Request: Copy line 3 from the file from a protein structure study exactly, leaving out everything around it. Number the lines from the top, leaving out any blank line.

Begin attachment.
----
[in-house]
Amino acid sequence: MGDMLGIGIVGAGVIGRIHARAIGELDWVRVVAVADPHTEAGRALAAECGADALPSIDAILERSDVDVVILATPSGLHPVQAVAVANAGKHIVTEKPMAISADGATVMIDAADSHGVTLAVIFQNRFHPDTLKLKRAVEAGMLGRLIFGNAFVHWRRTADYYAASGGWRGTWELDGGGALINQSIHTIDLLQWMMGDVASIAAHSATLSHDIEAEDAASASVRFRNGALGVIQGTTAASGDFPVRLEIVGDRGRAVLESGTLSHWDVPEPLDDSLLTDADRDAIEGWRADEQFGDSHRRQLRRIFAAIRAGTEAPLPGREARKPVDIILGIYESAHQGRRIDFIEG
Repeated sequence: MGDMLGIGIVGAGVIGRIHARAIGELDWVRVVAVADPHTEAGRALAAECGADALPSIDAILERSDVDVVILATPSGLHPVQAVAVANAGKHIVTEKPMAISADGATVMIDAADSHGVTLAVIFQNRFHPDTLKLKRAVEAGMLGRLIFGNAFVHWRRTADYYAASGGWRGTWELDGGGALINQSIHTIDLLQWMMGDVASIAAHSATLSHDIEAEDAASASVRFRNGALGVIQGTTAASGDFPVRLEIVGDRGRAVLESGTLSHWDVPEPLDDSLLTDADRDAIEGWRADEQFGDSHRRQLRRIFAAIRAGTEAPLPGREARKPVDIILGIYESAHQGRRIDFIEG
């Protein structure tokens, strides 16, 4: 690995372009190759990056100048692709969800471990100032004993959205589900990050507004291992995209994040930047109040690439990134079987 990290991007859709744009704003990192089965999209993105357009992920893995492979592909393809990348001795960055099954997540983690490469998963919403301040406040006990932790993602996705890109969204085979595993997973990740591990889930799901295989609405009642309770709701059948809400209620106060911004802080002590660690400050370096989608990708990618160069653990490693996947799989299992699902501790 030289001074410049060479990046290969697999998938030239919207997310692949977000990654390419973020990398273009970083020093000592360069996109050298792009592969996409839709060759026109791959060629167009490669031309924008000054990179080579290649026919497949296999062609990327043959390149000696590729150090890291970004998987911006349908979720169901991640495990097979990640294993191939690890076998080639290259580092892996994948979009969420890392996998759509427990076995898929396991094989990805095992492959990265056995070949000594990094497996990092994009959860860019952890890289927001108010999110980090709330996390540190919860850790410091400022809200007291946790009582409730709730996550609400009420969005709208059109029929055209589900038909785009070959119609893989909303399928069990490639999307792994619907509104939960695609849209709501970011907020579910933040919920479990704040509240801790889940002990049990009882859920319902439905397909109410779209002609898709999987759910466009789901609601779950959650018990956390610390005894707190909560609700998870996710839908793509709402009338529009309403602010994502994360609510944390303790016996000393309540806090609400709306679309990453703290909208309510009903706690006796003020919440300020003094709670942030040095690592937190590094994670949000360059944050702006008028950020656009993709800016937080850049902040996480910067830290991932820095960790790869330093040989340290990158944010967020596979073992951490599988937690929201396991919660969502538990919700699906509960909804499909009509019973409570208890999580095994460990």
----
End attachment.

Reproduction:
Repeated sequence: MGDMLGIGIVGAGVIGRIHARAIGELDWVRVVAVADPHTEAGRALAAECGADALPSIDAILERSDVDVVILATPSGLHPVQAVAVANAGKHIVTEKPMAISADGATVMIDAADSHGVTLAVIFQNRFHPDTLKLKRAVEAGMLGRLIFGNAFVHWRRTADYYAASGGWRGTWELDGGGALINQSIHTIDLLQWMMGDVASIAAHSATLSHDIEAEDAASASVRFRNGALGVIQGTTAASGDFPVRLEIVGDRGRAVLESGTLSHWDVPEPLDDSLLTDADRDAIEGWRADEQFGDSHRRQLRRIFAAIRAGTEAPLPGREARKPVDIILGIYESAHQGRRIDFIEG